Car dealerships can be intimidating places. Salespeople need you to buy a car so they can earn their livelihood. Because car salesmen need you to buy from them, they may use slightly underhanded tactics to get you to sign on the dotted line. These tactics could include anything from psychological profiling to simply providing you with deals that seem almost too good to be true. Salesmen have many tried-and-true tricks that they use to get people to buy cars from them. Some of these tricks will be easy for you to spot, while others are a bit subtler. Here are eleven tips to gain the upper hand and get a good deal on a car when you’re at a car dealership.
1) Use your Smartphone
Back in the days before smartphones, buyers had to rely on what salespeople told them. They had to believe salespeople were telling them the right price for a car. Buyers also had to believe it when salespeople said that there wasn’t a dealership where they could get a better price. Now, though, you can easily shop around on your smartphone. You can also use your smartphone to access websites like Edmunds.com, where you can look up the True Market Value of the car. After a salesperson tells you their price for a car, look it up online and see what other dealerships are charging. Then, you’ll be able to use this information as a bargaining chip if you decide to buy the car. Your smartphone is an important tool that can help you save a whole lot of money on your car.
2) Threaten to Walk Away from a Bad Deal
If you don’t like the deal your car salesperson is giving you, there’s a simple bargaining tool that almost always works: threaten to walk away. If you simply stand up and say, “I think we’re done here,” you immediately gain the upper-hand. You don’t want to threaten to walk away too early, though. Spend time negotiating, and try to get the price down to a number that works for you. If the salesperson won’t budge and they’re offering a price that’s too high, then it’s time to make your move. Saying you’re going to walk away is a powerful tool, and you don’t want to play your hand too early. If you wait until the right moment, you’ll have a good chance of getting what you want from the salesperson.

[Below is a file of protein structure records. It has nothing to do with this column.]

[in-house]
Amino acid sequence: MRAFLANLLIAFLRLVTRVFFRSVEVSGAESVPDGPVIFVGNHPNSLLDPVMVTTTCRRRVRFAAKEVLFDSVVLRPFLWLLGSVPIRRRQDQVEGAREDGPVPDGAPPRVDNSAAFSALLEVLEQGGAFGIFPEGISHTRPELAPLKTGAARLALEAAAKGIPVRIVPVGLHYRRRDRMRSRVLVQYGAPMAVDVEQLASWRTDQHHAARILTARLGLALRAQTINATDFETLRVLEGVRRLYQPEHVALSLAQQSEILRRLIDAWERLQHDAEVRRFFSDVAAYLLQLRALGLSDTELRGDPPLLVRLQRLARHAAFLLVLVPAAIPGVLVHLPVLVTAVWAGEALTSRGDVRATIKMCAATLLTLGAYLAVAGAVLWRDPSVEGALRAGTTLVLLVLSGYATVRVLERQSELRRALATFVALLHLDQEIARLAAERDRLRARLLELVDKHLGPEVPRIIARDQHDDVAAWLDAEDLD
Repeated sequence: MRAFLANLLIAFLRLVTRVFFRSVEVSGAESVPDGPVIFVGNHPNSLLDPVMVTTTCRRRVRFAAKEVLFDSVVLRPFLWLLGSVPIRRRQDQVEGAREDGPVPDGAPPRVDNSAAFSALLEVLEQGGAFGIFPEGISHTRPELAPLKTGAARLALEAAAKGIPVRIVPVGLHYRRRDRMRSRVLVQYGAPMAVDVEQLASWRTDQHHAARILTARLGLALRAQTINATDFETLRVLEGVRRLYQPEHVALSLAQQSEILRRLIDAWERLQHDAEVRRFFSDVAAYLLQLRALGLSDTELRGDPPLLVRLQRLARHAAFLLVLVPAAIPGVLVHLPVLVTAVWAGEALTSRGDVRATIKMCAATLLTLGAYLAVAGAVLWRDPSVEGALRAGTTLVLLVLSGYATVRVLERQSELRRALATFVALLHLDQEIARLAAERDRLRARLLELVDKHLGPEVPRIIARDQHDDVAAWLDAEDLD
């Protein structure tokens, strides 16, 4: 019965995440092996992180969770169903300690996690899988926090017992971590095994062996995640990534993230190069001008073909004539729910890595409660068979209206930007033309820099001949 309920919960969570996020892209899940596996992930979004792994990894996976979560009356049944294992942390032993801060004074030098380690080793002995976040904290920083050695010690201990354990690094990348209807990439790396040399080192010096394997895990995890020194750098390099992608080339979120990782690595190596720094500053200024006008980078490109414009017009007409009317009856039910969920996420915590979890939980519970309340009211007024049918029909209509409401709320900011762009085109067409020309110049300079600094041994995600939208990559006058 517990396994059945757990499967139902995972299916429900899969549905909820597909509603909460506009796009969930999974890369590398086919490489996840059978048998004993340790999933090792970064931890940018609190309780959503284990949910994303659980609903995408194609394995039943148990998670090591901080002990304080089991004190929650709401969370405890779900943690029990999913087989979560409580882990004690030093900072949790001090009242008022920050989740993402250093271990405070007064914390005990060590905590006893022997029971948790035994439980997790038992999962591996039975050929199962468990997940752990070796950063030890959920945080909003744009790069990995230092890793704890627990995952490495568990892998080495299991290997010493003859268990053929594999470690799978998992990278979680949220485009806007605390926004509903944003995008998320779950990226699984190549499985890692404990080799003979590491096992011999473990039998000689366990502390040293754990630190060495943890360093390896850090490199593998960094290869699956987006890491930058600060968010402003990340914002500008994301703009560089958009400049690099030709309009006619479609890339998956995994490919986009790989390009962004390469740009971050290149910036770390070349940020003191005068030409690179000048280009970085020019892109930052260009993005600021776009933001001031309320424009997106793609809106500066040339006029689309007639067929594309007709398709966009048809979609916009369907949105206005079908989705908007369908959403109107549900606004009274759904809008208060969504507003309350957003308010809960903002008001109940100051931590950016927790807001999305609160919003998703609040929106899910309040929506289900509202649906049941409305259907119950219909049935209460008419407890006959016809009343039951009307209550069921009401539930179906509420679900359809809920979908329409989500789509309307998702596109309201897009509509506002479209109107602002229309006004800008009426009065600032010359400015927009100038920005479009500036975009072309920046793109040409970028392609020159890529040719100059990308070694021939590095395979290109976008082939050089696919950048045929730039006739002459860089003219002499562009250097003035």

3) Look out for the Porcupine Close
There are a few different classic moves that car salespeople use when they’re trying to close a deal. One of these moves is known as the ‘porcupine close.’ When a salesperson uses this strategy, they’ll ‘stick’ the buyer with a question. This question will always include the word ‘today.’ The salesperson could ask you, “What can I do to make you buy this car today?” Or, they could say something like that, “If I get you this car in black, will you buy it today?” The goal is to get you to buy a car immediately. If you notice the salesperson using this strategy, say something like, “I don’t think I want to make this decision today. I’m going to go home and think it over.” Saying this will give you time to thoroughly research all your options.
4) Don’t Let Salespeople use Time as a Tool
One of the most powerful tools that salespeople have is time. Many salespeople will spend a long time walking with you around the lot and showing you various deals. Their goal is to wear you out so you’re desperate to get out of there. Then, they hope that you’ll agree to a bad deal. One of the best ways to stop salespeople from using this tactic is to be firm when you get to the lot. Say something like, “I’m just here for a short test drive today. Tomorrow, I’ll come back to discuss numbers.” If the salesperson tries to get you to stay longer, say something like, “I have an appointment to get to.” This will help you stay in control. It will also prevent you from getting tired and agreeing to a deal that you don’t really want.
5) Refuse to use the Four-Square Worksheet